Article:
History will tell us this from a distance. We are only fifty years out from the Council. Maybe we will see this more clearly in another fifty years. However, from the point of view of the facts, of the evidence, from a global perspective, Vatican II did not bring a real spiritual flowering in the life of the Church. And even if there were already problems in the clergy before the Council, for the sake of honesty and justice, we have to acknowledge that the moral, spiritual and doctrinal problems of the clergy prior to the Council were not as widespread, or so vast in scale and present with such intensity, as they have been in post-conciliar times until today. Bearing in mind that there were already problems before the Council, the first aim of the Second Vatican Council should have been precisely to issue the clearest possible, even demanding, norms and doctrines that were free of any ambiguity, as all the reform Councils did in the past. The plan and intentions of the Second Vatican Council were primarily pastoral, yet, despite its pastoral aim, there followed disastrous consequences that we still see today. Of course, the Council had many beautiful and valuable texts. But the negative consequences and the abuses committed in the name of the Council were so strong that they overshadowed the positive elements which are there.
There were positive elements in Vatican II: it was the first time that an ecumenical Council made a solemn appeal to the laity to take seriously their baptismal vows to strive for holiness. The chapter in Lumen Gentium about the laity is beautiful and profound. The faithful are called to live out their baptism and confirmation as courageous witnesses of the faith in secular society. This appeal was prophetic. However, since the Council, this appeal to the laity was often abused by the progressive establishment in the Church, and also by many functionaries and bureaucrats who worked in Church offices and chanceries. Oftentimes the new lay bureaucrats (in certain European countries) were not themselves witnesses but helped to destroy the faith in parish and diocesan councils and in other official committees. Unfortunately, these lay bureaucrats were oftentimes misled by clergy and bishops.
The time after the Council left one with the impression that one of the main fruits of the Council was bureaucratization. This worldly bureaucratization in the decades since the Council paralyzed spiritual and supernatural fervor to a considerable extent, and instead of the announced springtime, there came a spiritual winter. Well known and unforgettable remain the words with which Paul VI honestly diagnosed the Church’s state of spiritual health after the Council: “We thought that after the Council there would come a day of sunshine for the history of the Church. Instead, there has come a day of clouds, of storms, of darkness, of searching and of uncertainty. We preach ecumenism and we distance ourselves more and more from others. We seek to dig abysses instead of filling them” (Sermon on June 29, 1972).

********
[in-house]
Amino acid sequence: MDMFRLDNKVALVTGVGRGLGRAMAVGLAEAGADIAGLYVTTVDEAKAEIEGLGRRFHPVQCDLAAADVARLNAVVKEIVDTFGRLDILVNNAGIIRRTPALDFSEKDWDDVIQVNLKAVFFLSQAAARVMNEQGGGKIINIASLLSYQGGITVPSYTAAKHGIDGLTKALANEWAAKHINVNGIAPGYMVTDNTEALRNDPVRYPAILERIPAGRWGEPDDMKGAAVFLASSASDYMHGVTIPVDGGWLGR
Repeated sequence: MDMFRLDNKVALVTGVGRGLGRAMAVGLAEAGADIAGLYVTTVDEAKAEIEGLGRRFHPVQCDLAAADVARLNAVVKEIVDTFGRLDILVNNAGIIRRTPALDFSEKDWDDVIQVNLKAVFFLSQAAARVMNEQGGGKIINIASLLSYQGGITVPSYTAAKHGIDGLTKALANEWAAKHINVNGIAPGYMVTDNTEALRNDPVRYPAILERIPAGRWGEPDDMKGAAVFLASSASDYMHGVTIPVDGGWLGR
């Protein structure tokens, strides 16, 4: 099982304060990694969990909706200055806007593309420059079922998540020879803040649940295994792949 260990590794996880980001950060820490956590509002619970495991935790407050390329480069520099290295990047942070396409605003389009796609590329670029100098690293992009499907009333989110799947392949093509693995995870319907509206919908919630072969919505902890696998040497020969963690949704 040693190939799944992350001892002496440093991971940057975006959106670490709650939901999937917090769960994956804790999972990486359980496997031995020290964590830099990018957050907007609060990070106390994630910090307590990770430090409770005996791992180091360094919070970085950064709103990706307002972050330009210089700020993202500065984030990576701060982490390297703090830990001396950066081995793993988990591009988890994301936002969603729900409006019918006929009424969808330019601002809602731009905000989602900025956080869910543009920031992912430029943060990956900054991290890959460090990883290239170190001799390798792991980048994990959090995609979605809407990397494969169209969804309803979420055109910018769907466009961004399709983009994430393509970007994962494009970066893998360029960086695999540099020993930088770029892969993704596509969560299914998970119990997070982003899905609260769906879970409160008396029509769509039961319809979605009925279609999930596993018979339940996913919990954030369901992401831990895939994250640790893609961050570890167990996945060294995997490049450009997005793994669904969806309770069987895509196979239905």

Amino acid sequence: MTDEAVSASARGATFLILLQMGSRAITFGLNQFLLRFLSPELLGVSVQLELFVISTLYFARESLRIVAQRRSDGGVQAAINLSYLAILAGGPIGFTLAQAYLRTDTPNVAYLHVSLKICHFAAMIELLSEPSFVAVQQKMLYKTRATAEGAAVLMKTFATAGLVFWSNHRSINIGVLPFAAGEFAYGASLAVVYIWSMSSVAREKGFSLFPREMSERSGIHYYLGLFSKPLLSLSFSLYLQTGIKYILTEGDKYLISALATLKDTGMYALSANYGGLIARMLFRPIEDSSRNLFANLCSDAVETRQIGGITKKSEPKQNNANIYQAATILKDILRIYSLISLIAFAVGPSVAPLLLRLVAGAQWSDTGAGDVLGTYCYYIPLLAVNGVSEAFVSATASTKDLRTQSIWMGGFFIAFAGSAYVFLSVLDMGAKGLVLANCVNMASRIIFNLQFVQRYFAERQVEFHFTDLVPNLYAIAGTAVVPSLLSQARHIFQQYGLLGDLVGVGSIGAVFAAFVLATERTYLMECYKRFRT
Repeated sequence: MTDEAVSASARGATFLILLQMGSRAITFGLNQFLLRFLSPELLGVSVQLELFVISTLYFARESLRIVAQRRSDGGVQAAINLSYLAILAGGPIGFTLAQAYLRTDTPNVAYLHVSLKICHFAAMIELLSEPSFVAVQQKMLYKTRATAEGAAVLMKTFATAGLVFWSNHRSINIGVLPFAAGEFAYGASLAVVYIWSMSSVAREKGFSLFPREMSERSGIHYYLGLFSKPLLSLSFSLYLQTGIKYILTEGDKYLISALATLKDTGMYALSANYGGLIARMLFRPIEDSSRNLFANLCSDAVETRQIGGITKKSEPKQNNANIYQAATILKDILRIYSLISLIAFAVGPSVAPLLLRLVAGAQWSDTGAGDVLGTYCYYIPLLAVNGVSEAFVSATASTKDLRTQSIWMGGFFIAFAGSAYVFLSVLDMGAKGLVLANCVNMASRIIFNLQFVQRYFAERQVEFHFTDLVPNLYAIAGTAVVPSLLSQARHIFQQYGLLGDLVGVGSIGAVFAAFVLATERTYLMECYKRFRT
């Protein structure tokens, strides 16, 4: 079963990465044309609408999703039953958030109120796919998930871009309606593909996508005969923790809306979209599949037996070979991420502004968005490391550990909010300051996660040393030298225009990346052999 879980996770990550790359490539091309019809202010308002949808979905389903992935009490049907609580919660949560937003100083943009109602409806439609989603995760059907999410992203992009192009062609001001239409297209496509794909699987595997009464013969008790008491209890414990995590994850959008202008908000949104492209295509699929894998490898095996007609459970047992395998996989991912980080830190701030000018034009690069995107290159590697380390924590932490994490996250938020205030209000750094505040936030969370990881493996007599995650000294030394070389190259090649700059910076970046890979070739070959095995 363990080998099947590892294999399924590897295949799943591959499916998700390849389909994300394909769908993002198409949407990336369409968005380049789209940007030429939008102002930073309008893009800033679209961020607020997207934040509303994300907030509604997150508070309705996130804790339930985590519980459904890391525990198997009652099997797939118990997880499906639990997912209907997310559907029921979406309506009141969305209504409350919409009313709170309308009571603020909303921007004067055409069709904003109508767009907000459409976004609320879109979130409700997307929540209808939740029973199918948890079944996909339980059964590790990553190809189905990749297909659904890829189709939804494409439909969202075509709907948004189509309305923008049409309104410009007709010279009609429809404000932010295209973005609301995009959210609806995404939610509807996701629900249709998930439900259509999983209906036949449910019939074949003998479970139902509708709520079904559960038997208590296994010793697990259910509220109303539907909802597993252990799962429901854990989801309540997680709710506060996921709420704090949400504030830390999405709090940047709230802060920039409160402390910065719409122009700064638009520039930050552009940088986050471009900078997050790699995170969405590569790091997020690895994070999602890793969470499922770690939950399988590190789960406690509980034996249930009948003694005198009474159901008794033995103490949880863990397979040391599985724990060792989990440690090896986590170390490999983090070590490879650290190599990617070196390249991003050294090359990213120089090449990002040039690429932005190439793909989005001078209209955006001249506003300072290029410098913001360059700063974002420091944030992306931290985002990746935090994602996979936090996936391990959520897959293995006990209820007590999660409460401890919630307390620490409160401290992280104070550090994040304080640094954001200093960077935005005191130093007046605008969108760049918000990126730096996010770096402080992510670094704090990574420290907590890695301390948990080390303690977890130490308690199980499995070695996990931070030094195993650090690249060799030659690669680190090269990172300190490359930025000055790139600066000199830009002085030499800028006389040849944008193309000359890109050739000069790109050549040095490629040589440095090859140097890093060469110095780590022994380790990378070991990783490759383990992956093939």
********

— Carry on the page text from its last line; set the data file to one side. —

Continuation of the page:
Within this context, it was Archbishop Marcel Lefebvre in particular (although he was not the only one to do so) who began, on a larger scale and with a frankness similar to that of some of the great Church Fathers, to protest the watering down and dilution of the Catholic faith, especially regarding the sacrificial and sublime character of the rite of Holy Mass, that was occurring in the Church, and being supported or at least tolerated, even by the high-ranking authorities in the Holy See. In a letter addressed to Pope John Paul II at the beginning of his pontificate, Archbishop Lefebvre realistically and aptly described in a brief synopsis the true extent of the crisis in the Church. I am continually impressed by the clear-sightedness and prophetic character of the following affirmations:
The flood of novelties in the Church, accepted and encouraged by the Episcopate, a flood that ravages everything on its path — faith, morals, the Church’s institutions — could not tolerate the presence of an obstacle, a resistance. We then had the choice of letting ourselves be carried away by the devastating current and adding to the disaster, or of resisting wind and wave to safeguard our Catholic faith and the Catholic priesthood. We could not hesitate. The ruins of the Church are mounting: atheism, immorality, the abandonment of churches, the disappearance of religious and priestly vocations are such that the bishops are beginning to be roused” (Letter from December 24, 1978).
We are now witnessing the climax of the spiritual disaster in the life of the Church to which Archbishop Lefebvre pointed so vigorously already forty years ago.